After the senior James E. Norris died in 1952, the Norris assets were spread among family members and James D. Norris became owner. Norris Jr. took an active interest in the team and under his ownership, the club won one Stanley Cup title in 1961. After James D. Norris died in 1966, the Wirtz family became owners of the franchise. In 2007, the club came under the control of Rocky Wirtz, credited with turning around the organization, which had lost fan interest and competitiveness. Under Rocky Wirtz, the Blackhawks won the Stanley Cup three times between 2010 and 2015. On May 1, 1926, the NHL awarded an expansion franchise for Chicago to a syndicate headed by former football star Huntington Hardwick of Boston. At the same meeting, Hardwick arranged the purchase of the players of the Portland Rosebuds of the Western Hockey League for $100,000 from WHL president Frank Patrick in a deal brokered by Boston Bruins' owner Charles Adams. However, only one month Hardwick's group sold out to Chicago coffee tycoon Frederic McLaughlin.
McLaughlin had been a commander with the 333rd Machine Gun Battalion of the 86th Infantry Division during World War I. This division was nicknamed the "Blackhawk Division" after a Native American of the Sauk nation, Black Hawk, a prominent figure in the history of Illinois. McLaughlin named the new hockey team in honor of the military unit, making it one of many sports team names using Native Americans as icons. However, unlike the military division, the team's name was spelled in two words as the "Black Hawks" until 1986, when the club became the "Blackhawks," based on the spelling found in the original franchise documents; the Black Hawks began play in the 1926–27 season, along with fellow expansion franchises the Detroit Cougars and New York Rangers. The team had to face immediate competition in Chicago from Eddie Livingstone's rival Chicago Cardinals, which played in the same building. McLaughlin took a active role in running the team despite having no background in the sport, he was very interested in promoting American hockey players very rare in professional hockey.
Several of them, including Doc Romnes, Taffy Abel, Alex Levinsky, Mike Karakas, Cully Dahlstrom, become staples with the club, under McLaughlin, the Black Hawks were the first NHL team with an all-American-born lineup. The Black Hawks played their first game on November 17, 1926, against the Toronto St. Patricks in the Chicago Coliseum; the Black Hawks won their first game 4–1, in front of a crowd of over 7,000. The Hawks' first season was a moderate success. However, they lost the 1927 first-round playoff series to the Boston Bruins. Following the series, McLaughlin fired head coach Pete Muldoon. According to Jim Coleman, sportswriter for the Toronto-based The Globe and Mail, McLaughlin felt the Hawks were good enough to finish first. Muldoon disagreed, in a fit of pique, McLaughlin fired him. According to Coleman, Muldoon responded by yelling, "Fire me, you'll never finish first. I'll put a curse on this team that will hoodoo it until the end of time." The Curse of Muldoon was born – although Coleman admitted years after the fact that he had fabricated the whole incident – and became one of the first widely-known sports "curses."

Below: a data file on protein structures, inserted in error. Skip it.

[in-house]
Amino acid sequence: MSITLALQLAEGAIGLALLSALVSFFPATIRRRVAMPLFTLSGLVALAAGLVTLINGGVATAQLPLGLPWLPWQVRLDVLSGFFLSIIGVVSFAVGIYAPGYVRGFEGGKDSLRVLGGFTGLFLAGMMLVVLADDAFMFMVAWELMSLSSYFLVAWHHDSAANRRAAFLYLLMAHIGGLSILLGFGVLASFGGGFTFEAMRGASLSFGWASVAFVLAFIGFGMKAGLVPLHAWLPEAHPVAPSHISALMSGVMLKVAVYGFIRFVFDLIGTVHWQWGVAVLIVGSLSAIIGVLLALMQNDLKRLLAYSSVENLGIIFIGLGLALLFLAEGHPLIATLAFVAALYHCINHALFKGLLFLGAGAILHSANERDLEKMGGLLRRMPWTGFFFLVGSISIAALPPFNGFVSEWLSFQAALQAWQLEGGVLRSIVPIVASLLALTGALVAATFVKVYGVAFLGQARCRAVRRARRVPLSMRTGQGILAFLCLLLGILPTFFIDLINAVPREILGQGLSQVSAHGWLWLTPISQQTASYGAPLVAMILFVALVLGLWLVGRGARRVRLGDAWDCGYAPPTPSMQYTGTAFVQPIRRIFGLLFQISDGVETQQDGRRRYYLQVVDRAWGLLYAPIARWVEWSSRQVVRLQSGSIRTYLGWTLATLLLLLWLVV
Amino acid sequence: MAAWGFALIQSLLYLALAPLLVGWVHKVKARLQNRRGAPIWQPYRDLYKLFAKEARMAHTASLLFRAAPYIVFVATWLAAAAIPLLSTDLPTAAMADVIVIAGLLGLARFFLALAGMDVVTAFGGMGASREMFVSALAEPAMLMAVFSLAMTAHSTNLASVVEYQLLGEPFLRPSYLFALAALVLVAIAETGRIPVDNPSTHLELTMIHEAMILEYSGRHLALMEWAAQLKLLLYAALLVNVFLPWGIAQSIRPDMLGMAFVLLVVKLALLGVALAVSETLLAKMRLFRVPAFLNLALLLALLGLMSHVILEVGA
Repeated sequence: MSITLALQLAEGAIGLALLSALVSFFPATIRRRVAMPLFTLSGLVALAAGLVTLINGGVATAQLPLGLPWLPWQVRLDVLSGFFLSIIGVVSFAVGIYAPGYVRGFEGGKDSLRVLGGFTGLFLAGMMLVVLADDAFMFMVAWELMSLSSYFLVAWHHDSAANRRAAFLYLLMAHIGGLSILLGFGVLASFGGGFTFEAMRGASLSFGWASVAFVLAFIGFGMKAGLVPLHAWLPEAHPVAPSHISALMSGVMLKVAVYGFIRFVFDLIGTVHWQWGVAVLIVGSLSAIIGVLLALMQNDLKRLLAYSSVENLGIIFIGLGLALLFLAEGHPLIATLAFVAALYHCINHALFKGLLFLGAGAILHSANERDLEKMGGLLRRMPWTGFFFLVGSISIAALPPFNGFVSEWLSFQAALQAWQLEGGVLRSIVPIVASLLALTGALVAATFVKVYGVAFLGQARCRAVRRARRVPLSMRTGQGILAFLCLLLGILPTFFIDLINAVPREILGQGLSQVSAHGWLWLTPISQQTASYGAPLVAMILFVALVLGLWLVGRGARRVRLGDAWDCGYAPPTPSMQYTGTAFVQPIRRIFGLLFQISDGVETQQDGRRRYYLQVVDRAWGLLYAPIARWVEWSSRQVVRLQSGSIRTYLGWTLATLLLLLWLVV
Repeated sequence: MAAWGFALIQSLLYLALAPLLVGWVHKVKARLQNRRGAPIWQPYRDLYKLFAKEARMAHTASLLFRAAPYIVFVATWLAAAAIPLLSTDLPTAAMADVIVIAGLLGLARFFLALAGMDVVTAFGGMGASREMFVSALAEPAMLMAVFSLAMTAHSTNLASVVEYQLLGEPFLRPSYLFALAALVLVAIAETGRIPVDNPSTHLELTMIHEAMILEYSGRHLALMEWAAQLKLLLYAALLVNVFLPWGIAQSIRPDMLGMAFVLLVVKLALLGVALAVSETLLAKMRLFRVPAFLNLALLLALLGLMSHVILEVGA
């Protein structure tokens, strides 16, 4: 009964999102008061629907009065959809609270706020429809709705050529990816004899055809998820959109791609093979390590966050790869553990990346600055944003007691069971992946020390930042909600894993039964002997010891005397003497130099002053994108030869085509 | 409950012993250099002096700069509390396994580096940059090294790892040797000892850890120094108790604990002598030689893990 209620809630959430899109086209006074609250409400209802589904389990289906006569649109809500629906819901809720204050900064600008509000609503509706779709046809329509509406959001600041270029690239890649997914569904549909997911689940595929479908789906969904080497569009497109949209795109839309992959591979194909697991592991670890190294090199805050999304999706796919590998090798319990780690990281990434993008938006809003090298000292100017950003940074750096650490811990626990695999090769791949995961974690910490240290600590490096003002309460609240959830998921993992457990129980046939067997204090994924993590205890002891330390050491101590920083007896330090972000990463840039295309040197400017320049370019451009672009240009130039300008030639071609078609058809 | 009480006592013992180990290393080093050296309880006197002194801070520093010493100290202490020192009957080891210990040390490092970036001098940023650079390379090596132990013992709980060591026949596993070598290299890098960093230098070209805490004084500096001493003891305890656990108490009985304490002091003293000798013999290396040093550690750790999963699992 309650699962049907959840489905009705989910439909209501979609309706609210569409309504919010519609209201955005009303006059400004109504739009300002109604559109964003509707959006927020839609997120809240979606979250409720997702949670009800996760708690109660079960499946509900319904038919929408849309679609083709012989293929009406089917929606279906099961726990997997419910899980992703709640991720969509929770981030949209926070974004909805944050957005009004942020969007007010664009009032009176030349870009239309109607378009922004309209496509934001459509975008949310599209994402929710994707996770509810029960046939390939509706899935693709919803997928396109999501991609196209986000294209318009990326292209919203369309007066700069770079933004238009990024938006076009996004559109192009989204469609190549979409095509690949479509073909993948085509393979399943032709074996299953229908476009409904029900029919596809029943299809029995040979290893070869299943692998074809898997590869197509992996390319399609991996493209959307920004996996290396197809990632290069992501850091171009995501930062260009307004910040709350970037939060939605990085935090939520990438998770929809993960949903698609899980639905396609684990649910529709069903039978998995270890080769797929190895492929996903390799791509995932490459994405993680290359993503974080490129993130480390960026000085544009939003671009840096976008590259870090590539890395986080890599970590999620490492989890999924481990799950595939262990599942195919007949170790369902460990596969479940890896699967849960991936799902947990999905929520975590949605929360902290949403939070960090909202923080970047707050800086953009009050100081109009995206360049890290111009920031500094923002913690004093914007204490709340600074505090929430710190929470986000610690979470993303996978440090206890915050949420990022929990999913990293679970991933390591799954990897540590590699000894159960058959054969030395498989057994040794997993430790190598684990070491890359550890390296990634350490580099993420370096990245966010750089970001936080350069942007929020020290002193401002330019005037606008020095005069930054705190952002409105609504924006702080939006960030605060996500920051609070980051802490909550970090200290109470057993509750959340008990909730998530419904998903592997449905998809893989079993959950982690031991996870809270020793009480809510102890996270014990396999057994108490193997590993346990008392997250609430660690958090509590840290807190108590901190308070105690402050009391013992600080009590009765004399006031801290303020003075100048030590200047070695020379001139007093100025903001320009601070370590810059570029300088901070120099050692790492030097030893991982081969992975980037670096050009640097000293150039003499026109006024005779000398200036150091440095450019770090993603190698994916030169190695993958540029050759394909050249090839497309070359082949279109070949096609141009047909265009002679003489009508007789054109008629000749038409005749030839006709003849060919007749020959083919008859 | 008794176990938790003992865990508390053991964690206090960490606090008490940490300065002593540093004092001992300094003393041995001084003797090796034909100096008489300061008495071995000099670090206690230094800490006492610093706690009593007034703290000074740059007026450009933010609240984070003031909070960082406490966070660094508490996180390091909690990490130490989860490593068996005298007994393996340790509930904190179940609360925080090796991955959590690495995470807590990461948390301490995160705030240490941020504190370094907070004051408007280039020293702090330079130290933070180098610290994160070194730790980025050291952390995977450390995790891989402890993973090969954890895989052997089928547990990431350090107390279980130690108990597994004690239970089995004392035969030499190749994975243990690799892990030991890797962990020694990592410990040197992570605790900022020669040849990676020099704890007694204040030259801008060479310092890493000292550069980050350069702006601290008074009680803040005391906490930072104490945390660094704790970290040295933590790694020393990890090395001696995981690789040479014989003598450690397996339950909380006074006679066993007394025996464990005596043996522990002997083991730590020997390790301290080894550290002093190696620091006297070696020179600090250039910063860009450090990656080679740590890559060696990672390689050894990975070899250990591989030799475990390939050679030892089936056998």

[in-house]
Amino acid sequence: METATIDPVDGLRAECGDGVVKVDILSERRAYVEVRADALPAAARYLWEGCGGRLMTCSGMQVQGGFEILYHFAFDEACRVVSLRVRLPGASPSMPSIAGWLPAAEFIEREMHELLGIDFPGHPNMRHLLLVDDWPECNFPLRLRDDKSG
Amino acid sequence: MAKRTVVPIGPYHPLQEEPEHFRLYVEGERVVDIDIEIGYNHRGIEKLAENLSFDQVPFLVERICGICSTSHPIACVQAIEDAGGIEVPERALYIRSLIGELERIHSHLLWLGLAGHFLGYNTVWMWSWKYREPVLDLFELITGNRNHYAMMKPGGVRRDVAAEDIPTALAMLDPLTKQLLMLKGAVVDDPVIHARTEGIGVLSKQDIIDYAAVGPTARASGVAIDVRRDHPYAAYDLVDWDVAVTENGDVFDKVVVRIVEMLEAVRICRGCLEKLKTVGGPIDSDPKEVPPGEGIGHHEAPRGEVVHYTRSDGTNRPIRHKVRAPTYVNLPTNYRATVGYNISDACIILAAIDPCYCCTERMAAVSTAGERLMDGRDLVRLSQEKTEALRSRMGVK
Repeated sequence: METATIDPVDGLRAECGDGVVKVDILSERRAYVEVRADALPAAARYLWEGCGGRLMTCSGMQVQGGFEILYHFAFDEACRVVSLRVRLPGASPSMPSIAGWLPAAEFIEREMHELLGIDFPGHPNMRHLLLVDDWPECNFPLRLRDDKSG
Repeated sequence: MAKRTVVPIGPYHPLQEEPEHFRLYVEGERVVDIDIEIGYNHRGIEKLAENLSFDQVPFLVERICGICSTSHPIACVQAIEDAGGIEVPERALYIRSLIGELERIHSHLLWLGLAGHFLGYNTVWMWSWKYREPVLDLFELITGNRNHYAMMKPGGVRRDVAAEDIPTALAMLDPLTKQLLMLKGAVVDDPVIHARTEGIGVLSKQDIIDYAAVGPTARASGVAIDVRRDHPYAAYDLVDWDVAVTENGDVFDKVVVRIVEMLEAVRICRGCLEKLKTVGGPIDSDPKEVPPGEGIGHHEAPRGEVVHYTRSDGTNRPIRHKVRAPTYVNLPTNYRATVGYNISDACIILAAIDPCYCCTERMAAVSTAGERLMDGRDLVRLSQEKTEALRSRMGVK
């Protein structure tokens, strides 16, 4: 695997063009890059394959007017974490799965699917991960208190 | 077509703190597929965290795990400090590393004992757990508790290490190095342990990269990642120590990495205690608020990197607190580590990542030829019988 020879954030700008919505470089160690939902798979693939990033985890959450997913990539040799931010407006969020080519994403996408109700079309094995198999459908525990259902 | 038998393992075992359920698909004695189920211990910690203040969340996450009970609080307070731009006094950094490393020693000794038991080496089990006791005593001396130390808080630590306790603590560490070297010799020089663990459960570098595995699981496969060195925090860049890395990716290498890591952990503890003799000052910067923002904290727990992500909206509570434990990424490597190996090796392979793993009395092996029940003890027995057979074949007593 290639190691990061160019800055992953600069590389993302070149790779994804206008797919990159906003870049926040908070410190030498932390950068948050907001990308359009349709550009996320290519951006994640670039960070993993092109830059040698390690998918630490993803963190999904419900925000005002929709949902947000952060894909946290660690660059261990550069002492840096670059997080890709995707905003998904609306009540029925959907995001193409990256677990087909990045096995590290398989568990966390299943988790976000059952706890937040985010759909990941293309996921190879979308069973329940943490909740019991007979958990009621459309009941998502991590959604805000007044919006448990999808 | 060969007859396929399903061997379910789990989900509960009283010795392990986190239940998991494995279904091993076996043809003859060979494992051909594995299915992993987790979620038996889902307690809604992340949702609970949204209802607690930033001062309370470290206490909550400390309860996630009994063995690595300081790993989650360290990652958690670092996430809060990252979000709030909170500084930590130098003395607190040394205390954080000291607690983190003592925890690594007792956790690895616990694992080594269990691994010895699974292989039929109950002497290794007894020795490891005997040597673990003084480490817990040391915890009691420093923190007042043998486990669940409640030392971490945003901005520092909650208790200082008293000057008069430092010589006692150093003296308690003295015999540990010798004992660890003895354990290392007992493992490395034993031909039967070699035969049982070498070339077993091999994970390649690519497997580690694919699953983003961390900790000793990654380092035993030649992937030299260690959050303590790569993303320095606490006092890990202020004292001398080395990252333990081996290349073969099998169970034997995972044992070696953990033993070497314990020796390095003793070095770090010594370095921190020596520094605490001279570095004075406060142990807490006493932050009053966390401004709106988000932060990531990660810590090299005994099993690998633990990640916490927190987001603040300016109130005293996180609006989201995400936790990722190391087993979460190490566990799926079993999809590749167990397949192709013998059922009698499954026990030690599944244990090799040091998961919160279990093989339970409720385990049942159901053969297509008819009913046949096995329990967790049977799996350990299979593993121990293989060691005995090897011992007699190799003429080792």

While the team would go on to win three Stanley Cups in its first 39 years of existence, it did so without having finished in first place, either in a single- or multi-division format. The Black Hawks proceeded to have the worst record in the league in 1927–28, winning only seven of 44 games. For the 1928–29 season, the Black Hawks were slated to play in the new Chicago Stadium, but due to construction delays and a dispute between McLaughlin and Chicago Stadium promoter Paddy Harmon, they instead divided their time between the Coliseum, the Detroit Olympia, the Peace Bridge Arena in Fort Erie, Ontario, they moved to Chicago Stadium the following season. By 1931, with goal-scorer Johnny Gottselig, Cy Wentworth on defense, Charlie Gardiner in goal, the Hawks reached their first Stanley Cup Final, but fizzled in the final two games against the Montreal Canadiens. Chicago had another stellar season in 1932. However, two years Gardiner led his team to victory by shutting out the Detroit Red Wings in the final game of the Stanley Cup Finals.